FISA: The Consequence of Delay

By February 23, 2008Briefly Legal, Communications

From a letter (.pdf here) from Director of National Intelligence Mike McConnell and Attorney General Michael B. Mukasey to Rep. Silvestre Reyes, chairman of the House Intelligence Committee.

We have lost intelligence information this past week as a direct result of the uncertainty created by Congress’ failure to act. Because of this uncertainty, some partners have reduced cooperation. In particular, they have delayed or refused compliance with our requests to initiate new surveillances of terrorist and other foreign intelligence targets under existing directives issued pursuant to the Protect America Act.

House Majority Leader Steny Hoyer’s response to those assertions is revealing. In a statement, Hoyer says:

[The] Bush Administration repeated its assertion today that the expiration of the Protect America Act has resulted in intelligence gaps. If this is true, then it was grossly irresponsible for the President to threaten to veto and Congressional Republicans to vote against a PAA extension and any intelligence gap would be one of their own creation. Again, if Republicans truly believe gaps are created by a PAA expiration, they should support a temporary extension and join us in quickly crafting a strong, bipartisan FISA modernization bill that represents the best of the House and Senate passed bills.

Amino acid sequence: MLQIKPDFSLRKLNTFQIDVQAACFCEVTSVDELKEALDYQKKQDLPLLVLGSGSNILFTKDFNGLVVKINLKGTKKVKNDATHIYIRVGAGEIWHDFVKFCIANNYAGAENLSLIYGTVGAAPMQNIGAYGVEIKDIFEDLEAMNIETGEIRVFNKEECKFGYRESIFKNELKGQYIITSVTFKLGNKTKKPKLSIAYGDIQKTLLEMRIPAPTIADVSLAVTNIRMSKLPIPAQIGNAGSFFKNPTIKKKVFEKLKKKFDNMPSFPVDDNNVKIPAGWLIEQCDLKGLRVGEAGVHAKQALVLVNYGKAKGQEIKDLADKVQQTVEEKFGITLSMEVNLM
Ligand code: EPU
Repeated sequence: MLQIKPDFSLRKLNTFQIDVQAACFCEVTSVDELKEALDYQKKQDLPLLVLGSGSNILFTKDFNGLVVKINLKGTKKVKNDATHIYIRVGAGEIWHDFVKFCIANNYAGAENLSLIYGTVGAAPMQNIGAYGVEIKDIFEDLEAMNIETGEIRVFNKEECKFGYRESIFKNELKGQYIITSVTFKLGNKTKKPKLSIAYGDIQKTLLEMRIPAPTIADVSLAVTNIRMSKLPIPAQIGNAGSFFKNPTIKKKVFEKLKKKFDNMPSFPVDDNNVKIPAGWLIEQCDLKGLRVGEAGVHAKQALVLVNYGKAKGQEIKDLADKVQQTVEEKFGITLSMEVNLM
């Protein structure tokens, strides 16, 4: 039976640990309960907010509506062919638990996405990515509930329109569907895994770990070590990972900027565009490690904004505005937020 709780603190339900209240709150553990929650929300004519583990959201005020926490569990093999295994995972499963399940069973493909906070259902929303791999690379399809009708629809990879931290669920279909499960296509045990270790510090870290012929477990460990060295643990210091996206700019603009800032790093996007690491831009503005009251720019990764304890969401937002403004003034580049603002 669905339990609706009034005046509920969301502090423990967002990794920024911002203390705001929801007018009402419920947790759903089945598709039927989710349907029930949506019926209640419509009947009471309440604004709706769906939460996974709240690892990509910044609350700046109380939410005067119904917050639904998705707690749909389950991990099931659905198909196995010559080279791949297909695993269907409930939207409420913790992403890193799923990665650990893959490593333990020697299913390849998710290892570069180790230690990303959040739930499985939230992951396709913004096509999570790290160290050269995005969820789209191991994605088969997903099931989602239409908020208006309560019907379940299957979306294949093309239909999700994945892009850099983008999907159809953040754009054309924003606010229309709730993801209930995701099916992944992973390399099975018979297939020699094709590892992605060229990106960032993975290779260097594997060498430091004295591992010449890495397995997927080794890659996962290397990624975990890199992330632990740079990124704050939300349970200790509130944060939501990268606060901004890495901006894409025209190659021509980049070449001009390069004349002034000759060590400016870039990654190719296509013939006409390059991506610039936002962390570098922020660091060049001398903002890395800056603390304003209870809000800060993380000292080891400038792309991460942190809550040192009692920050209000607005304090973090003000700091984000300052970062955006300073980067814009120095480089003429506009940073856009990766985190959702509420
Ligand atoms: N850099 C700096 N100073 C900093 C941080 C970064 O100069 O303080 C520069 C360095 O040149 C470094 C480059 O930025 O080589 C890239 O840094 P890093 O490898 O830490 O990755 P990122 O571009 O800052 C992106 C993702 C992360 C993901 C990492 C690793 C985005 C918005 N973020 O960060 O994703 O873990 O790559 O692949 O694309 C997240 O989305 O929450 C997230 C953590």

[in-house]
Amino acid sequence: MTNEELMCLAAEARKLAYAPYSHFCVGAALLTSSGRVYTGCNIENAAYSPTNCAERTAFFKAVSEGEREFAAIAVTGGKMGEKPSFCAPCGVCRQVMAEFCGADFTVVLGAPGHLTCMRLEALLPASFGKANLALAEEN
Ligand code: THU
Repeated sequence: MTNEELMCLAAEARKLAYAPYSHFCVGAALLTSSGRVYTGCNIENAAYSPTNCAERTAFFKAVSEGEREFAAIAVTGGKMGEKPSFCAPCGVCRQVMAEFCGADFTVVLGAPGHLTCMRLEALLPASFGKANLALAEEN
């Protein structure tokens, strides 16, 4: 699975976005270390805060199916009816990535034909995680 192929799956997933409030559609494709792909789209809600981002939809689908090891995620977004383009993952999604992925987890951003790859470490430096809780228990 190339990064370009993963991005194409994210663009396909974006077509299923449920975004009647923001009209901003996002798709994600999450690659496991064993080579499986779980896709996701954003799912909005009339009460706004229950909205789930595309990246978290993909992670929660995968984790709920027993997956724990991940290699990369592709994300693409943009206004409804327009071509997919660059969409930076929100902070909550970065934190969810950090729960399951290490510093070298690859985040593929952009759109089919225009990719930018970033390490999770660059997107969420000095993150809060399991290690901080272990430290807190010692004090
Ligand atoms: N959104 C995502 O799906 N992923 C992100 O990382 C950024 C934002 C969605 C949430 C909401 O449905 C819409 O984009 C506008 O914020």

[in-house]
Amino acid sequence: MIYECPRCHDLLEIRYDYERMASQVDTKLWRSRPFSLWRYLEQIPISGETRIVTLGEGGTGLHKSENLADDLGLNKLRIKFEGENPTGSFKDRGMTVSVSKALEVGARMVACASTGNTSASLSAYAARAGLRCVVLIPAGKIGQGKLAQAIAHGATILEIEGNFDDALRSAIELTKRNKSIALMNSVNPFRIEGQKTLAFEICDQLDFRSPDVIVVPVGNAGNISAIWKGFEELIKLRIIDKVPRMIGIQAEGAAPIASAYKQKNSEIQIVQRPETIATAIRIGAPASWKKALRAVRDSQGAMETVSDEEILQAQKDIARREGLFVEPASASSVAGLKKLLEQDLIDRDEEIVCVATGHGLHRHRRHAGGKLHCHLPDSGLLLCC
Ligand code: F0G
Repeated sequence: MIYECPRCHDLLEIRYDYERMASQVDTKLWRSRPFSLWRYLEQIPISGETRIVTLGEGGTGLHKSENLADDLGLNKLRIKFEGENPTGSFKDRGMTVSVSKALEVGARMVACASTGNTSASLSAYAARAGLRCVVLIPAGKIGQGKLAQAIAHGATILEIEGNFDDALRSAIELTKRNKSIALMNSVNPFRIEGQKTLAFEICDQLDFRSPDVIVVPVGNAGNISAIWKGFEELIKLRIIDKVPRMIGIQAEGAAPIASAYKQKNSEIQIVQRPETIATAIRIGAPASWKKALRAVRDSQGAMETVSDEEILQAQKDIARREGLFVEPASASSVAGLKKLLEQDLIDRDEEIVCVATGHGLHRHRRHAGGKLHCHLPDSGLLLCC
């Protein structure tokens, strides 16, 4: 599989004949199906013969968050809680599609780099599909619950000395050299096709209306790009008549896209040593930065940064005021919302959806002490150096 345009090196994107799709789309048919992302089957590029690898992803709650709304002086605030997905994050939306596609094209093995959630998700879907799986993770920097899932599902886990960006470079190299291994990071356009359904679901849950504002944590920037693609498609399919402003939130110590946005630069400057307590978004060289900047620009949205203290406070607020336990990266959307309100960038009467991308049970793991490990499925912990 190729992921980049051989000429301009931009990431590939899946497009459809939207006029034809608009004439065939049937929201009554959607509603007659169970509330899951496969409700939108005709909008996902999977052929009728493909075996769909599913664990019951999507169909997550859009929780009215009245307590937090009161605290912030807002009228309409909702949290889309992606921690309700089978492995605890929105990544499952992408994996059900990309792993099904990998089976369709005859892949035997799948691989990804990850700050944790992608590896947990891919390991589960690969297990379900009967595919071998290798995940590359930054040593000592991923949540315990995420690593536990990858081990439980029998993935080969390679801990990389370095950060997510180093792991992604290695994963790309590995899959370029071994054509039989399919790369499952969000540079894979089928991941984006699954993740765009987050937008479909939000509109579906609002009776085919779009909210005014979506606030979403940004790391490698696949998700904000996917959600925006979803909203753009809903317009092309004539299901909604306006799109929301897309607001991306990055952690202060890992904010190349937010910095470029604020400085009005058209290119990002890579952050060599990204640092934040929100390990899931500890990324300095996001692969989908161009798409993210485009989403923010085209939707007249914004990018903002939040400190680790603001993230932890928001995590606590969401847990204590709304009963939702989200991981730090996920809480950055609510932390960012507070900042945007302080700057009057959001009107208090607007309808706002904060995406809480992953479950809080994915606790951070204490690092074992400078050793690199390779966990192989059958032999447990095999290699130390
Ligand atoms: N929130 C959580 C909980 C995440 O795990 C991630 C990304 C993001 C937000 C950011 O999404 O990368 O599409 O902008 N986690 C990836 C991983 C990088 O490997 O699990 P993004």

Those are two awfully consequential “ifs.” They acknowledge as credible the argument that intelligence is being harmed by the House’s inaction on foreign intelligence surveillance authority. (As did the more than 20 House Democrats who disagreed with their leadership’s handling of the legislation.) And, after all, does anyone in a responsible position of power think that McConnell and Mukasey are lying?

Once you concede the Administration’s case as likely or at least legitimate — as Hoyer has — then the rest of the rhetoric is just politics, positioning for voters and anti-surveillance constituencies. What’s need isn’t rhetoric, what’s needed is authority to effectively monitor foreign communications of suspected terrorists. What’s needed isn’t politics, but immunity for good corporate citizens who acted responsibly in assisting in the prevention of Americans being massacred by terrorists.

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